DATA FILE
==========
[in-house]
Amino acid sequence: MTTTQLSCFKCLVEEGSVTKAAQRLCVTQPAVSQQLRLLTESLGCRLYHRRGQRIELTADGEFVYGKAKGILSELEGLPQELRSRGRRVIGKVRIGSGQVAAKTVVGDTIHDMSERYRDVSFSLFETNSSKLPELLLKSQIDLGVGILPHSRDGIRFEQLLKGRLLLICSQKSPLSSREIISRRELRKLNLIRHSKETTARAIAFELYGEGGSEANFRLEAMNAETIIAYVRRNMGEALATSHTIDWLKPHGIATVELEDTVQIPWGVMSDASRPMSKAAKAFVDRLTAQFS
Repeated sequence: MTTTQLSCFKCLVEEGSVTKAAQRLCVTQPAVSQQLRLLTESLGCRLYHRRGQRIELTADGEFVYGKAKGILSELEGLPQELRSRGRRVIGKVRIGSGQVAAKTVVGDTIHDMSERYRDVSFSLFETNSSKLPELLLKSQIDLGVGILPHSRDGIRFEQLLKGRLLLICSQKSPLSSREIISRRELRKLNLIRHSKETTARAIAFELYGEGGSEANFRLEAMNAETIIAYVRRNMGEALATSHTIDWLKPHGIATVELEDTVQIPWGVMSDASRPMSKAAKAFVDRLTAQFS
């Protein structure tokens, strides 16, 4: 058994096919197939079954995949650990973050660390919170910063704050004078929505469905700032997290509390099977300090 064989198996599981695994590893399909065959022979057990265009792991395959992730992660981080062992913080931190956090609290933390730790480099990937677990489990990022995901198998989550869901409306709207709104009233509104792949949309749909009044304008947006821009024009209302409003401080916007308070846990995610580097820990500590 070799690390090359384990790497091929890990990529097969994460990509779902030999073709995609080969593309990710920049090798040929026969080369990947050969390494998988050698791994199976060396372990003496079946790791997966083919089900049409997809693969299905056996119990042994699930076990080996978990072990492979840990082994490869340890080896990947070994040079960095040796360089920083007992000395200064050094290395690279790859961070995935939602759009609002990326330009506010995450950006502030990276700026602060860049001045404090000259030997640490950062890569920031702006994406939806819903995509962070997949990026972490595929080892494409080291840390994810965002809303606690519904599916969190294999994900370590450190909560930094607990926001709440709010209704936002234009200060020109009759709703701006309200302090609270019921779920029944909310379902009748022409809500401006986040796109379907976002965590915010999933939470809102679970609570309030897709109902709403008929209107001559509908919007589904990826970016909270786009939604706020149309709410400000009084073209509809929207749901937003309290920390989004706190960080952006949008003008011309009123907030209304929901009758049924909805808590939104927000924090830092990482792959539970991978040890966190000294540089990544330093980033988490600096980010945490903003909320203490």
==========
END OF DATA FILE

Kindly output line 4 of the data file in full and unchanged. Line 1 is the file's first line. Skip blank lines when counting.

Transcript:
């Protein structure tokens, strides 16, 4: 058994096919197939079954995949650990973050660390919170910063704050004078929505469905700032997290509390099977300090 064989198996599981695994590893399909065959022979057990265009792991395959992730992660981080062992913080931190956090609290933390730790480099990937677990489990990022995901198998989550869901409306709207709104009233509104792949949309749909009044304008947006821009024009209302409003401080916007308070846990995610580097820990500590 070799690390090359384990790497091929890990990529097969994460990509779902030999073709995609080969593309990710920049090798040929026969080369990947050969390494998988050698791994199976060396372990003496079946790791997966083919089900049409997809693969299905056996119990042994699930076990080996978990072990492979840990082994490869340890080896990947070994040079960095040796360089920083007992000395200064050094290395690279790859961070995935939602759009609002990326330009506010995450950006502030990276700026602060860049001045404090000259030997640490950062890569920031702006994406939806819903995509962070997949990026972490595929080892494409080291840390994810965002809303606690519904599916969190294999994900370590450190909560930094607990926001709440709010209704936002234009200060020109009759709703701006309200302090609270019921779920029944909310379902009748022409809500401006986040796109379907976002965590915010999933939470809102679970609570309030897709109902709403008929209107001559509908919007589904990826970016909270786009939604706020149309709410400000009084073209509809929207749901937003309290920390989004706190960080952006949008003008011309009123907030209304929901009758049924909805808590939104927000924090830092990482792959539970991978040890966190000294540089990544330093980033988490600096980010945490903003909320203490």